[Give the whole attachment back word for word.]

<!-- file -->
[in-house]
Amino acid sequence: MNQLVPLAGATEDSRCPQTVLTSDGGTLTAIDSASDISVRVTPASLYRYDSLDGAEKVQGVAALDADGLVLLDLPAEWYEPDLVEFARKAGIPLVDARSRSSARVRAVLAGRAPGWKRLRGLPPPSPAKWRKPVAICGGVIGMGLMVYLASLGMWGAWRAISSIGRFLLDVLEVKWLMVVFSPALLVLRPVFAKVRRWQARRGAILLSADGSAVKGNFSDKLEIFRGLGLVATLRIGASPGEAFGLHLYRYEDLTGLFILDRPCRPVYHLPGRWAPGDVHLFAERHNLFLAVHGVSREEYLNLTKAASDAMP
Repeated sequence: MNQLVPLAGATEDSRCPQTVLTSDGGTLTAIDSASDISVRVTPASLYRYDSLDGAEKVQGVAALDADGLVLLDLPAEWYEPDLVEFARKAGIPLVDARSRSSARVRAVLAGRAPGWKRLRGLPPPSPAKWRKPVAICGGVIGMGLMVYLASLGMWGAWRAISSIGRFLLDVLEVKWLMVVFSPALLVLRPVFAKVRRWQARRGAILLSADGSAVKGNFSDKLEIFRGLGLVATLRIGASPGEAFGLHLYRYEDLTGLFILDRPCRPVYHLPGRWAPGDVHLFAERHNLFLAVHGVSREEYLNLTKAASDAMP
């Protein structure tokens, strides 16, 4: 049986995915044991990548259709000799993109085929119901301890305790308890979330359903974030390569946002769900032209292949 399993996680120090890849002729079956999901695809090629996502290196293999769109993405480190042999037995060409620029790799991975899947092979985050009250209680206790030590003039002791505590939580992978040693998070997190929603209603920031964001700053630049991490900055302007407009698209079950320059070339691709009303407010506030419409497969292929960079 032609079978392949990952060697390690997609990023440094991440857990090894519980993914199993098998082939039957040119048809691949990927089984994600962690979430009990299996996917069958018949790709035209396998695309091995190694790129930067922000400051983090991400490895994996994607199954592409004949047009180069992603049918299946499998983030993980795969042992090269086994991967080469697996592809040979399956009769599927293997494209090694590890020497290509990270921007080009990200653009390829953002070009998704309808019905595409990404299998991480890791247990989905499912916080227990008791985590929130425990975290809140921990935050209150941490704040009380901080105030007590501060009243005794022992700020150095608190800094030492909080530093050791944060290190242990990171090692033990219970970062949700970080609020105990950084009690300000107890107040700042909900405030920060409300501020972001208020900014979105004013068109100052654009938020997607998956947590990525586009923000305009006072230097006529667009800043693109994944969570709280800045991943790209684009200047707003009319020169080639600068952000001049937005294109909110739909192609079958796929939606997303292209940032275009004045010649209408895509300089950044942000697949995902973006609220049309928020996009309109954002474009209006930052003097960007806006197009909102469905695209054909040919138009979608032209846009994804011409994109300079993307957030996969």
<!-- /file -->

[in-house]
Amino acid sequence: MNQLVPLAGATEDSRCPQTVLTSDGGTLTAIDSASDISVRVTPASLYRYDSLDGAEKVQGVAALDADGLVLLDLPAEWYEPDLVEFARKAGIPLVDARSRSSARVRAVLAGRAPGWKRLRGLPPPSPAKWRKPVAICGGVIGMGLMVYLASLGMWGAWRAISSIGRFLLDVLEVKWLMVVFSPALLVLRPVFAKVRRWQARRGAILLSADGSAVKGNFSDKLEIFRGLGLVATLRIGASPGEAFGLHLYRYEDLTGLFILDRPCRPVYHLPGRWAPGDVHLFAERHNLFLAVHGVSREEYLNLTKAASDAMP
Repeated sequence: MNQLVPLAGATEDSRCPQTVLTSDGGTLTAIDSASDISVRVTPASLYRYDSLDGAEKVQGVAALDADGLVLLDLPAEWYEPDLVEFARKAGIPLVDARSRSSARVRAVLAGRAPGWKRLRGLPPPSPAKWRKPVAICGGVIGMGLMVYLASLGMWGAWRAISSIGRFLLDVLEVKWLMVVFSPALLVLRPVFAKVRRWQARRGAILLSADGSAVKGNFSDKLEIFRGLGLVATLRIGASPGEAFGLHLYRYEDLTGLFILDRPCRPVYHLPGRWAPGDVHLFAERHNLFLAVHGVSREEYLNLTKAASDAMP
């Protein structure tokens, strides 16, 4: 049986995915044991990548259709000799993109085929119901301890305790308890979330359903974030390569946002769900032209292949 399993996680120090890849002729079956999901695809090629996502290196293999769109993405480190042999037995060409620029790799991975899947092979985050009250209680206790030590003039002791505590939580992978040693998070997190929603209603920031964001700053630049991490900055302007407009698209079950320059070339691709009303407010506030419409497969292929960079 032609079978392949990952060697390690997609990023440094991440857990090894519980993914199993098998082939039957040119048809691949990927089984994600962690979430009990299996996917069958018949790709035209396998695309091995190694790129930067922000400051983090991400490895994996994607199954592409004949047009180069992603049918299946499998983030993980795969042992090269086994991967080469697996592809040979399956009769599927293997494209090694590890020497290509990270921007080009990200653009390829953002070009998704309808019905595409990404299998991480890791247990989905499912916080227990008791985590929130425990975290809140921990935050209150941490704040009380901080105030007590501060009243005794022992700020150095608190800094030492909080530093050791944060290190242990990171090692033990219970970062949700970080609020105990950084009690300000107890107040700042909900405030920060409300501020972001208020900014979105004013068109100052654009938020997607998956947590990525586009923000305009006072230097006529667009800043693109994944969570709280800045991943790209684009200047707003009319020169080639600068952000001049937005294109909110739909192609079958796929939606997303292209940032275009004045010649209408895509300089950044942000697949995902973006609220049309928020996009309109954002474009209006930052003097960007806006197009909102469905695209054909040919138009979608032209846009994804011409994109300079993307957030996969």